Dr. Ian Hancock, director of the Program of Romani Studies at The University of Texas at Austin, (and author of The Pariah Syndrome), tells me while there are a number of historic similarities between Jews and Gypsies, “the difference between these two peoples is that Jews are outsiders on the inside, while we are outsiders on the outside.” Jews are also a literate people, continues Dr. Hancock. “We are not. Jews have always had Israel, and in 1948 finally got it back. We forgot our roots in India, and we are only now rediscovering these roots, but not with any desire to return.”

They may be a people without a country, but the Romani do have a flag. Its blue and green background represents heaven and earth; a 16-spoke red cart wheel at the center alludes to their roaming history.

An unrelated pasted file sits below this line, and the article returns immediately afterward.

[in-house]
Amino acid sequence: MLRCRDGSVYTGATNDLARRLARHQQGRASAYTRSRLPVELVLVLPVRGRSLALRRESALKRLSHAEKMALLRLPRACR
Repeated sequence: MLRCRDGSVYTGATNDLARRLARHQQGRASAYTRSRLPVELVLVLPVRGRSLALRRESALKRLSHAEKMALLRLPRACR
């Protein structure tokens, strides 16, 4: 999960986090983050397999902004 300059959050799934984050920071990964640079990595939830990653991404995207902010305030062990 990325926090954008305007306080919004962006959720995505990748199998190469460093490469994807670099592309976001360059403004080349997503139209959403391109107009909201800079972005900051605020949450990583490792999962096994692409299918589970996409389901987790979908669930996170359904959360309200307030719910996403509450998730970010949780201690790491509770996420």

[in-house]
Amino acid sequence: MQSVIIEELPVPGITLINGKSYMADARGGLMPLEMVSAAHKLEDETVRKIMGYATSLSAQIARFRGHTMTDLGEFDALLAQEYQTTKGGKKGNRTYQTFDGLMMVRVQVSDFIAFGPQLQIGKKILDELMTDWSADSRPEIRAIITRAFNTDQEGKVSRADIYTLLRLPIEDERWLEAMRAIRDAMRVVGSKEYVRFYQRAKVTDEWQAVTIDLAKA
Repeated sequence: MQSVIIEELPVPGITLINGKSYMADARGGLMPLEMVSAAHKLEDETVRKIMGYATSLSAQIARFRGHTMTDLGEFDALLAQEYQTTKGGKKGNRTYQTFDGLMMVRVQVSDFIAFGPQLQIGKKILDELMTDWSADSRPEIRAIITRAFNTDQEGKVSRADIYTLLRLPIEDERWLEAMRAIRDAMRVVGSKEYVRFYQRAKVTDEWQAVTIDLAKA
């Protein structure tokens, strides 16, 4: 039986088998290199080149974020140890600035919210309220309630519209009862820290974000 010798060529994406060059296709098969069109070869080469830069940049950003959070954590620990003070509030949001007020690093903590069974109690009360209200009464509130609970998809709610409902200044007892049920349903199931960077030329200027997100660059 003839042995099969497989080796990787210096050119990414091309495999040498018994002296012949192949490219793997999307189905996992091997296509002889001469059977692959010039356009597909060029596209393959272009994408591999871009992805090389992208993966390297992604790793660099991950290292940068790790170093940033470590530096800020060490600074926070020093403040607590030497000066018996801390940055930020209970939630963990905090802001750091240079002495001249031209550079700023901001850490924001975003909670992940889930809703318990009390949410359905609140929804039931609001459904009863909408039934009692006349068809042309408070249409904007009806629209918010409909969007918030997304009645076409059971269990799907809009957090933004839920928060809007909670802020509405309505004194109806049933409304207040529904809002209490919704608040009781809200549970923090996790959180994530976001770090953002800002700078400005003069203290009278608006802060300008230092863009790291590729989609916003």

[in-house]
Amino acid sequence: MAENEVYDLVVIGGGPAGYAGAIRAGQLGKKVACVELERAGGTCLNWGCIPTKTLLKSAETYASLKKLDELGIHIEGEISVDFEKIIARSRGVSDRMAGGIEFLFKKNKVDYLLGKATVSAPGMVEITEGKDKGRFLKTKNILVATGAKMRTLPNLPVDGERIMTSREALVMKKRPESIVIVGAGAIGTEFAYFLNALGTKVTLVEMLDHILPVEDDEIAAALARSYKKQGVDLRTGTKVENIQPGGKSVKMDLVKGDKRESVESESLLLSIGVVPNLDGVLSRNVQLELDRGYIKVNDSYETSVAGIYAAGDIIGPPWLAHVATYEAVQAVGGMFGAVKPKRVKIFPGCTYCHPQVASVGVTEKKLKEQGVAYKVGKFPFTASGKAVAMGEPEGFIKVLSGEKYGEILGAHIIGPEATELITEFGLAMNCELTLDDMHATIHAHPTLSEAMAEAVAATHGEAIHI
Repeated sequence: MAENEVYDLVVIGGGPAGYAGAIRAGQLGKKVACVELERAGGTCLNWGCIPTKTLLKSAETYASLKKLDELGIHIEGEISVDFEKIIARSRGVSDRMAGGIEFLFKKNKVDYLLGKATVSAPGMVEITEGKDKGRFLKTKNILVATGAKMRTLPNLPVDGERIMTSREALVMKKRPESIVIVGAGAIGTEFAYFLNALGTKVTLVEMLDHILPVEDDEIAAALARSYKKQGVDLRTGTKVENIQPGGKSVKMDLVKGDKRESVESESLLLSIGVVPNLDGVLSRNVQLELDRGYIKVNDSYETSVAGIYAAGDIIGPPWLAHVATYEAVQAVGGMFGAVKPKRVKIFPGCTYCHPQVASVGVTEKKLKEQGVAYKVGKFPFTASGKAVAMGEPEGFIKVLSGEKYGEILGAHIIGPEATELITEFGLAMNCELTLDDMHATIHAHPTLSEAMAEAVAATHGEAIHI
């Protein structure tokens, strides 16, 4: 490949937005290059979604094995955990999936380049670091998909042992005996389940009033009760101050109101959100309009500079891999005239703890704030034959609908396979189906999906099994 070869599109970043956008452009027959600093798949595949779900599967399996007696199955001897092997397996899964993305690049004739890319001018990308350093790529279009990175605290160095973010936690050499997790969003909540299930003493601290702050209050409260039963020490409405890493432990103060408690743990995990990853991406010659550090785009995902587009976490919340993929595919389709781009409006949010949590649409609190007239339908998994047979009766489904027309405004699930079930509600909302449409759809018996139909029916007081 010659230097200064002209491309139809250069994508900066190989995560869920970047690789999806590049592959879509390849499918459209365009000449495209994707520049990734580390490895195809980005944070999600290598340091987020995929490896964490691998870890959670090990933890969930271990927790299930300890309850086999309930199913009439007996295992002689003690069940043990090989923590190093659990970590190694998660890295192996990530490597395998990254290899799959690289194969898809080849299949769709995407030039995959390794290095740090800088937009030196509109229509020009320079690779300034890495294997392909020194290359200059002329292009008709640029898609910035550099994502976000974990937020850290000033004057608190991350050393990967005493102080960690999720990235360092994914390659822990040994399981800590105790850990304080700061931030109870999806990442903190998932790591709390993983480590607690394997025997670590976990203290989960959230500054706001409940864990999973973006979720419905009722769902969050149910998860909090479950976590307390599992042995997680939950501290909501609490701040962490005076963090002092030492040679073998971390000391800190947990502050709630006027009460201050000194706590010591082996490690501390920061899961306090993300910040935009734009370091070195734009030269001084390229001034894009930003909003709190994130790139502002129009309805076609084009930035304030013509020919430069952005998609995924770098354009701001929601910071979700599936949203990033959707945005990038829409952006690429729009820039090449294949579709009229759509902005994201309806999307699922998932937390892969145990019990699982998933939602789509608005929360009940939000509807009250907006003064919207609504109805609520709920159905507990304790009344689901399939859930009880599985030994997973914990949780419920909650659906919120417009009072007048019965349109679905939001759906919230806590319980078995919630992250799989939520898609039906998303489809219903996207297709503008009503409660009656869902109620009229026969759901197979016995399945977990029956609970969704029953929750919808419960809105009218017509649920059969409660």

Legend tells of persecuted Lazarus expelled to sea in a boat with his sisters Mary Magdalene and Martha, Mary Salome, Mary Jacobe and Maximin. Arriving in France, they were helped by Saint Sarah, also known as Sara-la-Kali (Sara the Black) and in Romani Sara e Kali. Sara was known for her charitable work and collecting alms, which led people to believe she was a Gypsy, and ever since, Saint Sara has been the adopted patron saint of the Romani. Gypsies make an annual pilgrimage to Saintes-Maries-de-la-Mer, in the Camargue, in southern France, in veneration of Saint Sara.


In France today, Tsigane still travel in horse-drawn caravans, all their possessions on board, always on the move, never settled. When they do settle, word gets out and locals soon arrive and persuade them to move on. And they move on, like the migrating starlings in the sky. If you came to see your Tsigane friends, and found they had left, you could follow the clumps of flowers along the road to their new camp.